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Social comparison in the brain: A coordinate-based meta-analysis of functional brain imaging studies on the downward and upward comparisons.


ABSTRACT: Social comparison is ubiquitous across human societies with dramatic influence on people's well-being and decision making. Downward comparison (comparing to worse-off others) and upward comparison (comparing to better-off others) constitute two types of social comparisons that produce different neuropsychological consequences. Based on studies exploring neural signatures associated with downward and upward comparisons, the current study utilized a coordinate-based meta-analysis to provide a refinement of understanding about the underlying neural architecture of social comparison. We identified consistent involvement of the ventral striatum and ventromedial prefrontal cortex in downward comparison and consistent involvement of the anterior insula and dorsal anterior cingulate cortex in upward comparison. These findings fit well with the "common-currency" hypothesis that neural representations of social gain or loss resemble those for non-social reward or loss processing. Accordingly, we discussed our findings in the framework of general reinforcement learning (RL) hypothesis, arguing how social gain/loss induced by social comparisons could be encoded by the brain as a domain-general signal (i.e., prediction errors) serving to adjust people's decisions in social settings. Although the RL account may serve as a heuristic framework for the future research, other plausible accounts on the neuropsychological mechanism of social comparison were also acknowledged. Hum Brain Mapp 39:440-458, 2018. © 2017 Wiley Periodicals, Inc.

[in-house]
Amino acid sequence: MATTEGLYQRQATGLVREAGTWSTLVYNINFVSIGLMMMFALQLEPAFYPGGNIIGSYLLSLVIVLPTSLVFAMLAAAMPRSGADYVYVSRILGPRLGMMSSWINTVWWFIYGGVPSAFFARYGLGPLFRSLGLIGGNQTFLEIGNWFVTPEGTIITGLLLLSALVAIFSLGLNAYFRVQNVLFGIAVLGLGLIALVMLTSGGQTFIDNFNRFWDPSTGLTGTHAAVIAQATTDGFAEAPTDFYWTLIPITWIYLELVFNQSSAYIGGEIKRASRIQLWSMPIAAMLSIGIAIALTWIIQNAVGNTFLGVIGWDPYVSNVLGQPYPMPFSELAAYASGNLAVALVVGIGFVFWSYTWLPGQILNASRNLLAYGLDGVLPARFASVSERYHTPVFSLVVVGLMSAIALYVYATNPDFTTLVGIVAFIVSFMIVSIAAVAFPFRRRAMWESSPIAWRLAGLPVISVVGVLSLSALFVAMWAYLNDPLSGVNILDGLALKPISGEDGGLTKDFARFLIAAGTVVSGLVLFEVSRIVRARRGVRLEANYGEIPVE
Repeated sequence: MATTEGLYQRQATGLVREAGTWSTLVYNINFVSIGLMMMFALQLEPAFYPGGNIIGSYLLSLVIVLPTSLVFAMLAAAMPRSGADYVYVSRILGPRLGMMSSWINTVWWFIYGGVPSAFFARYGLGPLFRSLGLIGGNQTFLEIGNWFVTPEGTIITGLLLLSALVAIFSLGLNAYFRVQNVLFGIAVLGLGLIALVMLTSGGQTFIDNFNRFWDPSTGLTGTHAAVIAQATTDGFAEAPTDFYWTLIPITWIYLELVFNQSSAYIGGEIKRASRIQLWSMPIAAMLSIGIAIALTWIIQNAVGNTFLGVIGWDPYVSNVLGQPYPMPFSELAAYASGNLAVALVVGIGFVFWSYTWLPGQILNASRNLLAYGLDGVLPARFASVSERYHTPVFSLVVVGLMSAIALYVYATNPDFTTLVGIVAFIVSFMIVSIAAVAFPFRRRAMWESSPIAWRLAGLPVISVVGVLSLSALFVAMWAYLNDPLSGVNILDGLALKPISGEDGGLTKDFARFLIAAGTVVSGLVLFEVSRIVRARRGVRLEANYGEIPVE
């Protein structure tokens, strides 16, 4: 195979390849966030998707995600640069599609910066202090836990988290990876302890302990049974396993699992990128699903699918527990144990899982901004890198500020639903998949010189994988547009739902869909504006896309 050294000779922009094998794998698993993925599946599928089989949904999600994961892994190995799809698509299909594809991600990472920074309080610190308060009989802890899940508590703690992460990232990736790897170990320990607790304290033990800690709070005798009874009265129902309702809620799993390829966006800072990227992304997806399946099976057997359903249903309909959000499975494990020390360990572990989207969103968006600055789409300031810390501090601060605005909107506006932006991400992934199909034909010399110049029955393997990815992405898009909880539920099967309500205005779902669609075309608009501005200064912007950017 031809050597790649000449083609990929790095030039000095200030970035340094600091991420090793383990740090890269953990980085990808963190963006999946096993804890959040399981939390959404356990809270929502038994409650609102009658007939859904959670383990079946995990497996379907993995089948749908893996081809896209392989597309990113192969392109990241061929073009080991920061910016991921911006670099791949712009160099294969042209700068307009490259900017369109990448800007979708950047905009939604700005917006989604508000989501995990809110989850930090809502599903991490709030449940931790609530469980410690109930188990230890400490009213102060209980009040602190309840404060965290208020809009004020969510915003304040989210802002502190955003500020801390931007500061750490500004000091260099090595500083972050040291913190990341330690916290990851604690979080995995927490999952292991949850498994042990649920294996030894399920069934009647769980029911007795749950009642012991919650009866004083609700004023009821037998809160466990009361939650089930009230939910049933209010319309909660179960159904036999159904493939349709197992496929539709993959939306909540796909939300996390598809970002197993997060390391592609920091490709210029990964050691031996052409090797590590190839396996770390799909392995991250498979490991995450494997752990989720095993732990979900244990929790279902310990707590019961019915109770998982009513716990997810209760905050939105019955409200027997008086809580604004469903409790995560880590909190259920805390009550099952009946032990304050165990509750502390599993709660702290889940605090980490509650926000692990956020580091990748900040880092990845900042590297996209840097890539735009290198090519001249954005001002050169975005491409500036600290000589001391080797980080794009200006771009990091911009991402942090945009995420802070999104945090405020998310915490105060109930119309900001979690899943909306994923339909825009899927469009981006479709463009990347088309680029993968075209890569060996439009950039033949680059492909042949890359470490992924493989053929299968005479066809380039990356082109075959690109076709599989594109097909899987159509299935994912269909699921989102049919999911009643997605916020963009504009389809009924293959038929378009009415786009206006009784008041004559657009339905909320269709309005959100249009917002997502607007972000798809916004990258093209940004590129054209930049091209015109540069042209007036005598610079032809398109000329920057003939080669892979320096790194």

PROVIDER: S-EPMC6866367 | BioStudies |

REPOSITORIES: biostudies

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